Notre Dame Cathedral ignited, so far as we know, because accidents happen at construction (and reconstruction) sites. But it burned so ferociously because of a cluttered attic of flammable materials referred to as “the forest.”
Notre Dame, in other words, needed preventive medicine. Like most of us, however, it didn’t get it- or at least, not in the requisite measure. Only in the aftermath of calamity does that landmark get what seemed too hard and too costly before, though now it is much harder and costlier. Ounces of prevention, pounds of cure, indeed- for great Gothic structures, and the structure of ourselves.
My wife is French, we have family in Paris, and Notre Dame Cathedral occupies a very special place in our lives and memories. An indelible episode of our beautiful romance features me singing (badly) a Kingston Trio classic, strolling hand in hand with Catherine by Notre Dame through a soft Parisian night. Over the years since we have returned multiple times, most recently with several of our now adult children. We have long claimed Isle Saint Louis, which offers a singular view of Notre Dame- as our own special place in a city where we have walked every street, and know most nooks.
Along with the French, and the world, and in our own intimate ways, too, we are deeply saddened by the devastation of the fire. The assault of it feels…familial.
Still, I can’t help but view this through the lens of my vocation, too. I have been saddened my whole career by similar conflagrations in the lives of my patients and their families, and in the whole of public health. I have been devastated by every heart attack, stroke, amputation, and cancer diagnosis we knew fully how to prevent- but did not. We did not because the “teachable moments” that offer us Preventive Medicine specialists our greatest opportunities come all too often in the aftermath of calamity.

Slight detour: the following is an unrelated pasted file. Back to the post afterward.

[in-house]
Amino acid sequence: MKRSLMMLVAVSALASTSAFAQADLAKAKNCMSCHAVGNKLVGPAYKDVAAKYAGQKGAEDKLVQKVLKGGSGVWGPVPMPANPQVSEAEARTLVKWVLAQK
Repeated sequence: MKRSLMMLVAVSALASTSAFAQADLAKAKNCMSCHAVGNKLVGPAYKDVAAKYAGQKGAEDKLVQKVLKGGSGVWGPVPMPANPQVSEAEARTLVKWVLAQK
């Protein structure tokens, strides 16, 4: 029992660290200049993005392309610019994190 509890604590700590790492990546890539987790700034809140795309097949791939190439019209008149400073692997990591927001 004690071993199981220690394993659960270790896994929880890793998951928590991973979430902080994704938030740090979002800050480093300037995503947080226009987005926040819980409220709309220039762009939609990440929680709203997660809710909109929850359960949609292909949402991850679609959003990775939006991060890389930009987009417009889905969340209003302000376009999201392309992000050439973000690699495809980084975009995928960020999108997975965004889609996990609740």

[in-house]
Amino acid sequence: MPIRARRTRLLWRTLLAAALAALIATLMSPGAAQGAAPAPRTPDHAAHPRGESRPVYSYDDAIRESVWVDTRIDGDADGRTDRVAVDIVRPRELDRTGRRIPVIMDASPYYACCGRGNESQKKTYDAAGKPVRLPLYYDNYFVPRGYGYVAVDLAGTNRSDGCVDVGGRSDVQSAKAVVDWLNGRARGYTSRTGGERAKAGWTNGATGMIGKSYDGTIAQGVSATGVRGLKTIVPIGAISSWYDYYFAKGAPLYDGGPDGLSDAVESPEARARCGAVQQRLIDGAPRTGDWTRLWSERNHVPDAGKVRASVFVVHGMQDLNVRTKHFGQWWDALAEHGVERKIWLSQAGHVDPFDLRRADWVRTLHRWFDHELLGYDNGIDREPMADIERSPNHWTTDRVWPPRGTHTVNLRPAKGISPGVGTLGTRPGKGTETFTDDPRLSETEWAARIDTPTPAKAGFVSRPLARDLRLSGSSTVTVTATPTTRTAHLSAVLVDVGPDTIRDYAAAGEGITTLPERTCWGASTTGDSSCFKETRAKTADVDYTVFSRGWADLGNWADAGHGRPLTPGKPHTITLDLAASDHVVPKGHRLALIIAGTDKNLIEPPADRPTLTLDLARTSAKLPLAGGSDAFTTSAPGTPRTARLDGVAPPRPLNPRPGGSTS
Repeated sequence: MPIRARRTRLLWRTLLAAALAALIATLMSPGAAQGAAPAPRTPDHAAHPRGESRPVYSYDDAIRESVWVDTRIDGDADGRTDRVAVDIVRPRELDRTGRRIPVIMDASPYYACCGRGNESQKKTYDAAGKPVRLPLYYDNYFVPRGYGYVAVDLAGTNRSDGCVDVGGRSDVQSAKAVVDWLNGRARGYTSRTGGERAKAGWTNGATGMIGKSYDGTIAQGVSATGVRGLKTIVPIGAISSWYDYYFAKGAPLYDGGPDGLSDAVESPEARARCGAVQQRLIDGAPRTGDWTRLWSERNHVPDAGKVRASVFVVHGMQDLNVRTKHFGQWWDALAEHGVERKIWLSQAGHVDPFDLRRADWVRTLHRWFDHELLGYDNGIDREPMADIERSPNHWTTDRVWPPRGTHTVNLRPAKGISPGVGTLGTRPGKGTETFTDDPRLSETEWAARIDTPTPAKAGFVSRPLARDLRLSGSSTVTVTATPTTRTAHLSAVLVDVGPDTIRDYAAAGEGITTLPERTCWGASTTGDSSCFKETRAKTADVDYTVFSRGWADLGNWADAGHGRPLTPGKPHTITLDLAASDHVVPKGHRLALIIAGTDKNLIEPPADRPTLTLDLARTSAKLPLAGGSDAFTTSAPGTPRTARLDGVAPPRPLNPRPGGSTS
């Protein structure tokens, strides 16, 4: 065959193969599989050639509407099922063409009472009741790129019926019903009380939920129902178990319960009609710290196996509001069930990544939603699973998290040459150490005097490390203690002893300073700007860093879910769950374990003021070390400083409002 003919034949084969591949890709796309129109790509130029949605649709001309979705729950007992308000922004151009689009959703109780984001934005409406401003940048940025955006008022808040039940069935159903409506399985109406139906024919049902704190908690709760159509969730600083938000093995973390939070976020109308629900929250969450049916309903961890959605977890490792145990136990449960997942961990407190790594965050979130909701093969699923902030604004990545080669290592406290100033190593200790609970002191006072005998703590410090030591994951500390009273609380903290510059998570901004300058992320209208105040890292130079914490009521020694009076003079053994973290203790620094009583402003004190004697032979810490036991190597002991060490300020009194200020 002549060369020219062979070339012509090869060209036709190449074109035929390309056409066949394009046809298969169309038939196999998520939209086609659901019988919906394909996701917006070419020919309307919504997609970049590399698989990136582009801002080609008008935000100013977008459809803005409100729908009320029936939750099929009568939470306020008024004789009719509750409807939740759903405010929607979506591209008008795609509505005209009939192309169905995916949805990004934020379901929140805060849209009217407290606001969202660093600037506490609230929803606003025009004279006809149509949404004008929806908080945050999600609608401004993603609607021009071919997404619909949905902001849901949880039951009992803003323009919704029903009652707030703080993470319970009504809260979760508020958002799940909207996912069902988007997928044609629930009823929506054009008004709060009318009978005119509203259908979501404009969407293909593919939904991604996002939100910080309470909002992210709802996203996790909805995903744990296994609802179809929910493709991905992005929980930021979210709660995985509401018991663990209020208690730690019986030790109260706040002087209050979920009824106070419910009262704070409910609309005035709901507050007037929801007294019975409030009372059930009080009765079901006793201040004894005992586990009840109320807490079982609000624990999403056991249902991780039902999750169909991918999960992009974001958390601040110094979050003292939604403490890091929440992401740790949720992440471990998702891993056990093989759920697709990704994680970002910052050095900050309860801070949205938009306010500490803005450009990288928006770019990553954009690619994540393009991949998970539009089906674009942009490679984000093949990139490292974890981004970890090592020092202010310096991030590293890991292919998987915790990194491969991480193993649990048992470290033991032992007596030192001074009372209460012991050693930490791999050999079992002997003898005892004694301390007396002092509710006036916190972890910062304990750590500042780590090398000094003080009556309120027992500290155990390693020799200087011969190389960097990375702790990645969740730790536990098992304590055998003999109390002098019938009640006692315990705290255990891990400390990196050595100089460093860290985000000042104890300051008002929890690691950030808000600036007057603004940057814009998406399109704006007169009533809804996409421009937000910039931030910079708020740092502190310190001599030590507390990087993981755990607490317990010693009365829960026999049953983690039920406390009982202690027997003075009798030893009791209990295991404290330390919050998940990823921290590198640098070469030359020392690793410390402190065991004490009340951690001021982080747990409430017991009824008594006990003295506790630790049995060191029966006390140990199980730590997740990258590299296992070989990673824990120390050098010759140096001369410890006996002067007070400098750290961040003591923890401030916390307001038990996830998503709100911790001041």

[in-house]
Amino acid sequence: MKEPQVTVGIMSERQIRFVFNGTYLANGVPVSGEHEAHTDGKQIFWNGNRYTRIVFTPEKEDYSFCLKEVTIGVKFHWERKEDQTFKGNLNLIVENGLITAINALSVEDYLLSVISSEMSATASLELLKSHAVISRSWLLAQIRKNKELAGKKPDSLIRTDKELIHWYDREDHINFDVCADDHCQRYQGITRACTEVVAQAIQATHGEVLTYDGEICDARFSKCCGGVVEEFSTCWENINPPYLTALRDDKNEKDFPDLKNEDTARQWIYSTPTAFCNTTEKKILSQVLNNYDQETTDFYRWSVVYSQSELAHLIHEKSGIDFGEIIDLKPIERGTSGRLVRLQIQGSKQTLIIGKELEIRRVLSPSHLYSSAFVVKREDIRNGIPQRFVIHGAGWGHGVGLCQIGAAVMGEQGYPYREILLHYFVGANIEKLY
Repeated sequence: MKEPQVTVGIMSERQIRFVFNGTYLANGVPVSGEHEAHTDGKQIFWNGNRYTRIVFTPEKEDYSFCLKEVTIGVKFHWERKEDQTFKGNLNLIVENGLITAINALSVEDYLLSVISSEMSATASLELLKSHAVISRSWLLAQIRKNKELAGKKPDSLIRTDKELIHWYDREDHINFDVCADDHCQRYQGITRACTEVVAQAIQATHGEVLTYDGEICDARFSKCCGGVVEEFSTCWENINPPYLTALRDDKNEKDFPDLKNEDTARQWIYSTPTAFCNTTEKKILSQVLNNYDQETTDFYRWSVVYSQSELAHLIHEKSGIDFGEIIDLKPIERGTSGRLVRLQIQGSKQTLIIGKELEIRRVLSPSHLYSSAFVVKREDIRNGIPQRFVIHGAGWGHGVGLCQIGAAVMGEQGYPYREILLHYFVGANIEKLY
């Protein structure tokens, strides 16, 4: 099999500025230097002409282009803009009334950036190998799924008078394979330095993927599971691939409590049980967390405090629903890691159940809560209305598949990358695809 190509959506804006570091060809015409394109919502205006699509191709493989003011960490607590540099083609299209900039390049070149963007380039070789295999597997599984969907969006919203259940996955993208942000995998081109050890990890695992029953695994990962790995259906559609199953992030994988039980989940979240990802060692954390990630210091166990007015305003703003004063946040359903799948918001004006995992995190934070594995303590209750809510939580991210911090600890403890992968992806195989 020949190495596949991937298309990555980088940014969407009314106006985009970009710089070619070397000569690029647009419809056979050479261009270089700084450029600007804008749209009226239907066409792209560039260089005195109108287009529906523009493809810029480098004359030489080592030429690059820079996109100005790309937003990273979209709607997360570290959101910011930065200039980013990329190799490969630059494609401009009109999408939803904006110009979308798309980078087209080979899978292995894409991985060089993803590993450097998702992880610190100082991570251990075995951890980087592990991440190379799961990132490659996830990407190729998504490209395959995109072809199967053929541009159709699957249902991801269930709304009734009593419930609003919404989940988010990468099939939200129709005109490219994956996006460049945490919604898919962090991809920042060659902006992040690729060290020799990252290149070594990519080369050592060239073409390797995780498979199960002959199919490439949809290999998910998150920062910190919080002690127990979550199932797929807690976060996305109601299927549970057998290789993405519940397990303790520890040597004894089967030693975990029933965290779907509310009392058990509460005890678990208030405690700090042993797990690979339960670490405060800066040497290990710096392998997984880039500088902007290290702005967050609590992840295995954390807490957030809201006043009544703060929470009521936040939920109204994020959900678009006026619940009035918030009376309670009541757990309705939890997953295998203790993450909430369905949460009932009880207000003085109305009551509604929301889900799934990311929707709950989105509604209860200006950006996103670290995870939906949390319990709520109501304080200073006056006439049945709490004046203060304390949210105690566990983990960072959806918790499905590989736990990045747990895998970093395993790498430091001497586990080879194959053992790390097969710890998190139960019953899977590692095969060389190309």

Much the same, it seems, is true of our native anatomy, and grandest architecture; much the same pertains from levees to lofty spires. We are ever better at crisis response than crisis avoidance, ever more inclined to put out fires than prevent them in the first place.
All of this ultimately is much about human nature. We are evolutionarily tethered to a slender range of temporal perceptions and motivations. Immediacy looms large in our gratification and priorities, as it loomed ever large in our Paleolithic survival. The great Notre Dame fire smolders in the deep crevasses of Homo sapien heuristics.
But then again, the construction of that magnificent Gothic cathedral over a span of centuries is also a product of human nature. The grandeur of Notre Dame has always proclaimed the capacity of humans to rise above the constraints of nature to make spires gracing skies. What a jarring juxtaposition: an immanent human myopia ravaged the product of human vision transcending by far the lifespan of those who owned the eyes.
There is, I hope, an invitation in this moment to do more than gather the necessary sums for salvaging an iconic confluence of history, lore, faith, reverence, and romance. There is the obligation, as others have already noted, to contrast the prominent and evocative, with the unprepossessing but profoundly important. Do we rally to the restoration of a cathedral while begrudging the requirements of our very climate? Yes, Notre Dame is centuries old; but the glaciers we are blithely melting away are grand structures of vastly deeper antiquity.